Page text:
Paul goes on to remind us that we don’t live in isolation.  This is a reality we all need to take a very close look at.  “None of us lives to himself, and none of us dies to himself”.  We are part of God’s world, and as Christ Followers, part of His Body – the church.  We don’t get to ignore how our life impacts those in our patch.  In fact – it matters much.  We will have to explain why we did things that caused another to stumble.  We will have to stand before God and try to tell Him why we ignored the impact of our life on those around us.  How we live matters particularly in the Body.  Check out Paul’s words: “decide never to put a stumbling block or hindrance in the way of a brother….if your brother is grieved by what you eat, you are no longer walking in love. By what you eat, do not destroy the one for whom Christ died”.  Paul uses food as the stumbling block here – but it can be a variety of things. Movies we watch, places we go, people with hang out with – there are lots of things that can cause another to stumble.  We need to realize we have a responsibility to each other.  Our role is to build up the body – to lead others to Jesus – not to cause them to fall by the way we choose to live our own life.

We can argue that it is not our responsibility to make another walk in obedience.  It is true that every individual chooses to sin with their own free will.  But our actions can contribute toward leading another from obedience and that is not ok with God.  “It is wrong for anyone to make another stumble…..or do anything that causes your brother to stumble“.  God takes how we live in community very seriously.  It does matter.  We must not just live how we want without regard to the impact it will have.  We also have to realize how broad our impact can be.  God doesn’t address these statements to those in our family or our church.  It is broad – we are not to make anyone stumble – whether we even know they are watching or not.  And often it is those we don’t realize are paying attention where the damage is done.  Those closer to us may understand our motives – but those who only see what we do may not know the whole context.  Bottom line is – we are very responsible for how we live.  Choose wisely!

Romans 13

Romans 13 deals with the topic of authorities in our life.  Paul addresses a topic that many of us would just as soon avoid.  But God’s truth is clear here – we are to be obedient to those in authority over us – be it government, law enforcement, TSA – whatever has been put in place we need to be obedient to.  “Let every person be subject to the governing authorities….there is no authority except from God….those that exist have been instituted by God”.  The command is universal – every person – it applies to all.  The requirement is to be subject to – to obey and follow the direction of – not when we want to or it fits our plan – but in every case.  We are to obey authority.  Does this continue on to relationships at work, for example?  I think other places in scripture would say that God’s plan is for us to obey all people in a position of authority over us.   Nowhere does it say you should obey when you agree with them.  Nowhere does it say you should be subject if it fits your timeline or agenda.  It is simply a directive to be subject to authority.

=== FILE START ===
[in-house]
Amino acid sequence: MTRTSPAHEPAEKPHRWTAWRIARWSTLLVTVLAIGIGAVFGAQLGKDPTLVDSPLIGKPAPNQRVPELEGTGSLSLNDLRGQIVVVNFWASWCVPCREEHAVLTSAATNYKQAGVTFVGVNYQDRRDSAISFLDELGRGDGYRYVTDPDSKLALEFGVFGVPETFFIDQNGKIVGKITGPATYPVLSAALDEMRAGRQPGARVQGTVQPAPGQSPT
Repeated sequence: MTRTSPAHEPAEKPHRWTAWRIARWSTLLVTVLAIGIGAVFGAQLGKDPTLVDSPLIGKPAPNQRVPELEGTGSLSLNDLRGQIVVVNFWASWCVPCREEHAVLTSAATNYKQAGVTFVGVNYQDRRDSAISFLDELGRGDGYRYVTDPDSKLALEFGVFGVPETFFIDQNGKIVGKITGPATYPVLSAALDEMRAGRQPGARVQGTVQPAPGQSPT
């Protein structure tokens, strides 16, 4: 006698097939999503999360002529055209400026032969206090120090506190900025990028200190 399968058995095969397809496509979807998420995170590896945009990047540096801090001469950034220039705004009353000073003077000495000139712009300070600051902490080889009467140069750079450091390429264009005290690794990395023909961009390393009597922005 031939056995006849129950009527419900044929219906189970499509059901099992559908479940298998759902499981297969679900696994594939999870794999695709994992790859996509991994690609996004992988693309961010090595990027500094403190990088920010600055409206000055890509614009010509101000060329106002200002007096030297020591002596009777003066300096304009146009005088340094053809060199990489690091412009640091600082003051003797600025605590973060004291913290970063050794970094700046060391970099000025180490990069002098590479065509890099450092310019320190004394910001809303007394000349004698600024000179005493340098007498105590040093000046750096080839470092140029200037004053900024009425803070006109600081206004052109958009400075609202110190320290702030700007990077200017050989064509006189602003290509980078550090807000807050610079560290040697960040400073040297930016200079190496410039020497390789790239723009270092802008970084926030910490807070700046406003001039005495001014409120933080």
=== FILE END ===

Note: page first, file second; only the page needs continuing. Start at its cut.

Paul goes on to say it this way: “do what is good, and you will receive his approval….he is God’s servant for your good….one must be in subjection, not only to avoid God’s wrath but also for the sake of conscience”.  Authority is in place for our good.  God takes it seriously.  We need to be obedient.  And then Paul talks about another aspect of authority – how we handle money in relationship to those in charge.  “Pay to all what is owed to them: taxes to whom taxes are owed, revenue to whom revenue is owed, respect to whom respect is owed, honor to whom honor is owed”.  So taxes are not an area we should be messing with – if we owe it we should pay it.  We also need to show respect which can be a bigger challenge than obedience in many ways.  But authorities – whether it feels like it or not – are instituted by God.   And our response cannot be based on our political party or whether we agree with their decisions or not.  It is about obedience to God’s commandments.  We are to be subject to, pay what is owed, respect and honor those in authority.  That can be a rather hard pill to swallow but it is God’s plan!

Paul goes on to say that all the commandments can be “summed up in this word: “You shall love your neighbor as yourself”.  Want to know how to live?  Follow this statement and you will be on the right path most of the time.  We need to love.  We need to realize that “love is the fulfilling of the law“.  How are you showing love to those around you?  Do you love them like you love yourself?  Do you put them in the center of your world and put self out of the limelight.  We need to love others.  Paul tells us that part of doing that is to “put on the Lord Jesus Christ, and make no provision for the flesh, to gratify its desires”.  We lose track of what is important when we spend our time and effort gratifying our own desires.  We need to put off self and put on Jesus.  Then we will truly be able to love as God loved us.  But as long as self is in the middle we will struggle to love God’s way.  Put God in the center – Jesus on the throne – and love others!